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Berlin to go, english edition 1/2015

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LOCATION MAKING

LOCATION MAKING HUMBOLDTHAFEN SMARTER For seven decades, the Humboldt harbor lay dormant – Berlin is now building a smarter future where the Berlin Wall used to be Berlin-Mitte’s new office and commercial complex, the HumboldtHafenEins, will be built using the most advanced technologies, with building biologists creating Berlin’s “greenest office building,” as the sign on the fence declares. The project has even received a gold certificate from the German Sustainable Building Council (DGNB). The keys should be handed over in summer 2015. OVG Real Estate is overseeing the construction of this new building on unused lands in direct proximity to the central railway station. And it would be hard to get any closer to the green spirit than this Dutch company does. This ambitious construction project will cost more than 100 million euros. The planners have made use of an impressive array of modern technologies in the eight aboveground and three underground floors. HumboldtHafenEins is to play a pioneering role on Berlin’s road to becoming a Smart City. The smart elements incorporated in the building’s structure include highly reflective, triple-glazed windows that provide excellent sound insulation and employ sensors to measure the amount of light in the offices and automatically adjust light levels. In the winter, other sensors register when a room is unoccupied and turn off the heat. Though ecology and efficiency played a central role in designing the new Humboldthafen, the builders have not lost sight of other smart city elements. It was particularly important to Nikolai Worp that the complex be accessible to the public: “We lowered the whole area by about 1½ meters to make it level with the quay wall,” says Worp, Director of OVG Germany. This will allow Berlin residents and tourists to stroll under the arcades and enjoy the view of the water from one of the cafés or restaurants. The individual building components are so cleverly linked that not only does it create the impression of an urban river bed, it also allows space for three light-filled inner courtyards. A total of 1,200 square meters will be available for restaurants and retail; the rest of the 30,000 square meters of rentable space is reserved for offices. With their three-meter ceiling heights, the upper stories offer an ambiance typical of older buildings, while the ceilings in bel étage rise to an impressive 4.3 meters. The complex, soon to be finished in cream white, has already attracted two multinationals that will share much of the available space: auditors with PricewaterhouseCoopers will occupy 24,400 square meters and Sanofi Pasteur MSD has leased 2,300 square meters. In this way HumboldtHafenEins is contributing to Berlin’s ability to attract new businesses and make the capital a little smarter. jv photo: OVG 28 BERLIN TO GO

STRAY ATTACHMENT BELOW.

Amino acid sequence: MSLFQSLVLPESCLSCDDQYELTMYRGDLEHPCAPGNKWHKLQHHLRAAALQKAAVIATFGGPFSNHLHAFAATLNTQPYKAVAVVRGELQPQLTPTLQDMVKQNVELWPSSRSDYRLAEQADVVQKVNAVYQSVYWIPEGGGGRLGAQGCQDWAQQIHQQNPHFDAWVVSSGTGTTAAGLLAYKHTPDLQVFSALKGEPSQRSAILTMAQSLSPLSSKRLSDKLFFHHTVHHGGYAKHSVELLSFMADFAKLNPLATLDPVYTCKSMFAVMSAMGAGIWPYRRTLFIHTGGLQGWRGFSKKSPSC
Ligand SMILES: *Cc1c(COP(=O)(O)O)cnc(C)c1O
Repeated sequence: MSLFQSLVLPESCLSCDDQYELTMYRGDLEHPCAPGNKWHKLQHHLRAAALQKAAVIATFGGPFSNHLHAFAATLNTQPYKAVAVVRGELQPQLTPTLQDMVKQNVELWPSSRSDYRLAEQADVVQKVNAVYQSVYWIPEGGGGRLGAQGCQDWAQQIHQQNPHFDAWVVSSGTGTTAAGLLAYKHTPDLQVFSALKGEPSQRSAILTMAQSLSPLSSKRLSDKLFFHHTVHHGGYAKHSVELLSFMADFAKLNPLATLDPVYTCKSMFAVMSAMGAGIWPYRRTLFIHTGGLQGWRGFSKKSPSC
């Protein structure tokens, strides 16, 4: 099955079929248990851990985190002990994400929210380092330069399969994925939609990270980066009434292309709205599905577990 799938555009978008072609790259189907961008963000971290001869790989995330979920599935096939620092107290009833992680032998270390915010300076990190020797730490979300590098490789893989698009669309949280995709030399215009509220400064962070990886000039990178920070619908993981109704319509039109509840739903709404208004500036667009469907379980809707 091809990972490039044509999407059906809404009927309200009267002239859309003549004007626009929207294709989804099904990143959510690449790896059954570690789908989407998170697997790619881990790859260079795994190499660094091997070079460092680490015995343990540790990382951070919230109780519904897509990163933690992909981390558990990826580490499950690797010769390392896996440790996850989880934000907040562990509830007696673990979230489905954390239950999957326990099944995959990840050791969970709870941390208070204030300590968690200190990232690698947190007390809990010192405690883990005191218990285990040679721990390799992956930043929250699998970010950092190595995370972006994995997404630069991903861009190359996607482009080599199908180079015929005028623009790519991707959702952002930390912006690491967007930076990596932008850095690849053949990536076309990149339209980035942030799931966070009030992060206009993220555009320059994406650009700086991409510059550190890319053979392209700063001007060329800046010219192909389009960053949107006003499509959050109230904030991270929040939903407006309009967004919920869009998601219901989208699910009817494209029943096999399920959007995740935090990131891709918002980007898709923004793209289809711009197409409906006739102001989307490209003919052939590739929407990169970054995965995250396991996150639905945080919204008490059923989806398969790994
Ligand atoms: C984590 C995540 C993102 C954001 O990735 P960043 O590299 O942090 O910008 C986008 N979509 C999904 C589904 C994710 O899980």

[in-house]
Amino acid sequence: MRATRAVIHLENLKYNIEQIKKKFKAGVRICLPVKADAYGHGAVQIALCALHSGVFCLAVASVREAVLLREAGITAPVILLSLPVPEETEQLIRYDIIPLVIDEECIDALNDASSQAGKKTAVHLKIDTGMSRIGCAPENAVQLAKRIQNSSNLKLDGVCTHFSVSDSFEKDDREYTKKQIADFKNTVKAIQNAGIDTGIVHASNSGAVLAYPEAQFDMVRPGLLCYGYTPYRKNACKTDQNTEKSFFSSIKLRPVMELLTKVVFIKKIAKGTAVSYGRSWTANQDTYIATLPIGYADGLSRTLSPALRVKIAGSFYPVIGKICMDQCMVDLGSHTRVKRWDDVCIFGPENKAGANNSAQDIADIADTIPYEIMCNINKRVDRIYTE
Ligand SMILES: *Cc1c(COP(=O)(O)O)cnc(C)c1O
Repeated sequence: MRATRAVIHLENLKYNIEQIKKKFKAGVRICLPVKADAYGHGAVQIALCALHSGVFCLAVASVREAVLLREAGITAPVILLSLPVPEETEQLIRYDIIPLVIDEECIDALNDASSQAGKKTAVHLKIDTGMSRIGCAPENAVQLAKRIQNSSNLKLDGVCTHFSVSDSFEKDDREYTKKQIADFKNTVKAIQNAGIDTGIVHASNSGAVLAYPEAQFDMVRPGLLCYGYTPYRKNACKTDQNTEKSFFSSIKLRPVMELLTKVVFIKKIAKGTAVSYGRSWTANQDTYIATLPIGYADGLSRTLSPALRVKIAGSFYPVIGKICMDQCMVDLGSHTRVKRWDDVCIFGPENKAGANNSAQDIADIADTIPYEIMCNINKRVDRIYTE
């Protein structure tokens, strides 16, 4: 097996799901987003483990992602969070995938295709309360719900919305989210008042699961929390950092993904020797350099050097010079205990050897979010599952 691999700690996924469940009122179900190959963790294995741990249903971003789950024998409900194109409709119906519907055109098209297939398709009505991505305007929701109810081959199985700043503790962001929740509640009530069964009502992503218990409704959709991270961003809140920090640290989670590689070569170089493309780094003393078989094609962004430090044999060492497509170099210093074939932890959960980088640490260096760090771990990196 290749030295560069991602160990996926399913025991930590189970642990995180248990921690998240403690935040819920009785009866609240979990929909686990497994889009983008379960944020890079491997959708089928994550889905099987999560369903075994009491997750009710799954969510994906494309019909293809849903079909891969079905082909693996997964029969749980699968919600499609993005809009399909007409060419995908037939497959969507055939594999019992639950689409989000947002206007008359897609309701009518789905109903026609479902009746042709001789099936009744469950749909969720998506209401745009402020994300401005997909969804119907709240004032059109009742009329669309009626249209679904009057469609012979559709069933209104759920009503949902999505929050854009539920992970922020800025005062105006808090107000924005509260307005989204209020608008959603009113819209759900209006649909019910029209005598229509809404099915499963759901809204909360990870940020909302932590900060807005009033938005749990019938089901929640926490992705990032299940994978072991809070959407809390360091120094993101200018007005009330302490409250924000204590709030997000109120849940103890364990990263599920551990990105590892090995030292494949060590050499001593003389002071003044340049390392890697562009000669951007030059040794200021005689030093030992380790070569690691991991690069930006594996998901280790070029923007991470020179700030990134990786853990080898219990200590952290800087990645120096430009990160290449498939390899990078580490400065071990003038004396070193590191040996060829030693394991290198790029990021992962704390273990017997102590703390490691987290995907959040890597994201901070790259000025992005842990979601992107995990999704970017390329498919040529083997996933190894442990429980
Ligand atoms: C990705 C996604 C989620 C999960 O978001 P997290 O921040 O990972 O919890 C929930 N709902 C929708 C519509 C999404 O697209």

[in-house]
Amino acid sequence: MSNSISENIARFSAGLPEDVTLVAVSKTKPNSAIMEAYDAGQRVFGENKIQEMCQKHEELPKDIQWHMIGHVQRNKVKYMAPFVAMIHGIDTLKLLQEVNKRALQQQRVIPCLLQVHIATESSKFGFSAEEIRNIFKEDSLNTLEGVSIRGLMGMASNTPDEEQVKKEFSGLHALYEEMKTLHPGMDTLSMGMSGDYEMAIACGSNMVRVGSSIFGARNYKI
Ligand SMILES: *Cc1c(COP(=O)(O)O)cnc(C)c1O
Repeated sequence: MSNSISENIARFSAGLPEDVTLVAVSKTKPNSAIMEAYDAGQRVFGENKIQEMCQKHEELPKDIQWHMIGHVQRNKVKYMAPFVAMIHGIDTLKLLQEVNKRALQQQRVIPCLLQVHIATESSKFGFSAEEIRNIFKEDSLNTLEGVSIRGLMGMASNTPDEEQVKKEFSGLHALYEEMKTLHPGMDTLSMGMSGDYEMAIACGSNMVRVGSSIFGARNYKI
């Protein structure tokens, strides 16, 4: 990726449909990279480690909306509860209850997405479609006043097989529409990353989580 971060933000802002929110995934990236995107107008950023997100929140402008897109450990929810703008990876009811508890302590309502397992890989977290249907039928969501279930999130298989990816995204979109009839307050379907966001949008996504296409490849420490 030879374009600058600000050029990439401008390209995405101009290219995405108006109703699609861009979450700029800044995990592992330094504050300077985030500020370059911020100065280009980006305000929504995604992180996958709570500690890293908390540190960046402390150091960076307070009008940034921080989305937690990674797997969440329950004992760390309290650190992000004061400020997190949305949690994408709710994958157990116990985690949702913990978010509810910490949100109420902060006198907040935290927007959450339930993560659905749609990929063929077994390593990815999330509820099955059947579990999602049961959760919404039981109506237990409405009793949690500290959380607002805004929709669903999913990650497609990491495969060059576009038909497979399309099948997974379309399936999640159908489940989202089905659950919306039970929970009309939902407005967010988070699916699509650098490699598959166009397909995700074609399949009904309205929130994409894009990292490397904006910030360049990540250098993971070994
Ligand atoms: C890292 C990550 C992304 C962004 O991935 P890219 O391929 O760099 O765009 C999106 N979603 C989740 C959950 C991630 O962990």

ELECTROMOBILITY THE MINDS BEHIND ELECTROMOBILITY eMO presents: 35 people whose ideas and projects are driving electromobility forwards In order to better understand and distinguish between the wide variety of ideas, designs and partnerships involved, the Agency for Electromobility (eMO) began providing more detailed information this past year about the movers and shakers behind electromobility. Since March 2014, eMO has been introducing the “Minds Behind Electromobility.” So far, 35 talented thinkers have been profiled in eMO’s brochure, “Berlin elektrisiert.” Berlin to go will present a few of these profiles in each issue. We begin with two talented young founders, Jacob van Zonnefeld and Adam Woolway from PlugSurfing, along with profiles of Prof. Dr. Barbara Lenz from DLR (the German aerospace center) and Jürgen Allesch from eM-Pro Elektromobilität GmbH. Adam Woolway and Jacob van Zonneveld photos: PlugSurfing; TU-Berlin; Christof Rieken; andersphoto – Fotolia.com The mobility researcher In order to improve electromobility, you have to do research on it. That is exactly what Professor Dr. Barbara Lenz does. “We focus on transport demand, how people deal with transportation, which modes of transport they use and what their needs are,” says Lenz, who is director of the DLR Institute of Transport Research. She is currently conducting a variety of research projects at DLR related to electromobility, ranging from whether silent electric vehicles could be used for nighttime commercial deliveries to the installation of fast-charging stations throughout Berlin. Prof. Dr. Barbara Lenz Jürgen Allesch The transport innovator The range extender If you want to travel by electric car, you need to know where the next available charging station is and the method of payment involved. That’s precisely what the PlugSurfing app offers. It links private charging station owners with drivers of electric cars and shows the user exactly where charging stations are throughout Europe and whether they are currently available or in use. Payment is made via the app or key hanger. The user pays PlugSurfing and PlugSurfing then pays the operator of the charging station. This way, PlugSurfing eliminates all the different payment plans as well as the need for RFID cards, since the PlugSurfing key hanger can also be used at charging stations that require RFID identification. The boom in e-commerce has also led to significantly increased volumes in urban transport and shipping – along with the side-effects that go with it. A number of years ago, Jürgen Allesch from eM-Pro considered how electric vehicles might provide forward-looking urban commercial transport. He realized that transport vehicles travel 50 to 80 kilometers every day in the city and spend nights in depots – which is exactly how electric cars are operated. eM-Pro Elektromobilität GmbH is currently working on customizable electric vehicles with variable transport capacities, as today’s transport vehicles are often far too large and seldom fully utilized. eM-Pro’s first prototype could be completed by 2017. The thing about eM-Pro that Allesch really finds exciting is the idea of making cities more livable again: “Electric vehicles make it possible to create a completely different city transport system.” BERLIN TO GO 29